Moon Rock - George Dunning

Yellow Submarine wasn't the only thing Dunning directed. In addition to the ocean depths, his psychedelic animation also explored the lunar surface and it's little green denizens.


Giant Cats, Dirty Hippies, and Other Things We Need Rescuing FromS

Catzilla

Further proof that cats are assholes. [Nerdcore]


Giant Cats, Dirty Hippies, and Other Things We Need Rescuing FromS

The Hero with a 1000 Faces

This awesomely animated TedTalk explores how many modern myths, superstitions, and fairy tales are all constructed using a single, ancient premise—the hero's journey. Fascinating stuff.


Giant Cats, Dirty Hippies, and Other Things We Need Rescuing FromS

Spiritual Warrior Munny - Coyle x WJC

The perfect companion for an afternoon of naval gazing, this stout pipe lights from the back and draws through the top of his head. Its scepters also double as pokers. [High End Glass]


Giant Cats, Dirty Hippies, and Other Things We Need Rescuing From

Dirty Cali Grow Ops are Killing Nature

It's not easy growing green. Even in places like California where cannabis is widely accepted, weed farmers must engage in covert grow-ops to avoid unwanted federal scrutiny. And for outdoor plantations especially, this requires growers to rely on strong fertilizers and pesticides to maximize yield while minimizing the vegetative stage. Problem is, these industrial chemicals often run off directly into the water shed, damaging ecosystems and harming a variety of wildlife. As the LA Times reports,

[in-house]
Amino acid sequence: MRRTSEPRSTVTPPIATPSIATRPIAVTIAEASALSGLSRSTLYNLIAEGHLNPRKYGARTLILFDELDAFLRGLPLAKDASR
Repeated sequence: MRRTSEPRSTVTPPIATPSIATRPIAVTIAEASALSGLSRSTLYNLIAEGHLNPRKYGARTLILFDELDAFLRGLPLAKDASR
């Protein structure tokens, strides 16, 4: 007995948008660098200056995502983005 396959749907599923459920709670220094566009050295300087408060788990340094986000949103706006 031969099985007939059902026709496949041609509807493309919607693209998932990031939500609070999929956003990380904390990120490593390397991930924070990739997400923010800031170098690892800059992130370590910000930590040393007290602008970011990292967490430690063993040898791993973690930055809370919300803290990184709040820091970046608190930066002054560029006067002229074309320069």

The marijuana boom that came with the sudden rise of medical cannabis in California has wreaked havoc on the fragile habitats of the North Coast and other parts of California. With little or no oversight, farmers have illegally mowed down timber, graded mountaintops flat for sprawling greenhouses, dispersed poisons and pesticides, drained streams and polluted watersheds.

Read more about how these illegal grow ops are harming everything from salmon to bears to even man's best friend over at the LA Times. [Grist - Image: Genaro Molina, Los Angeles Times]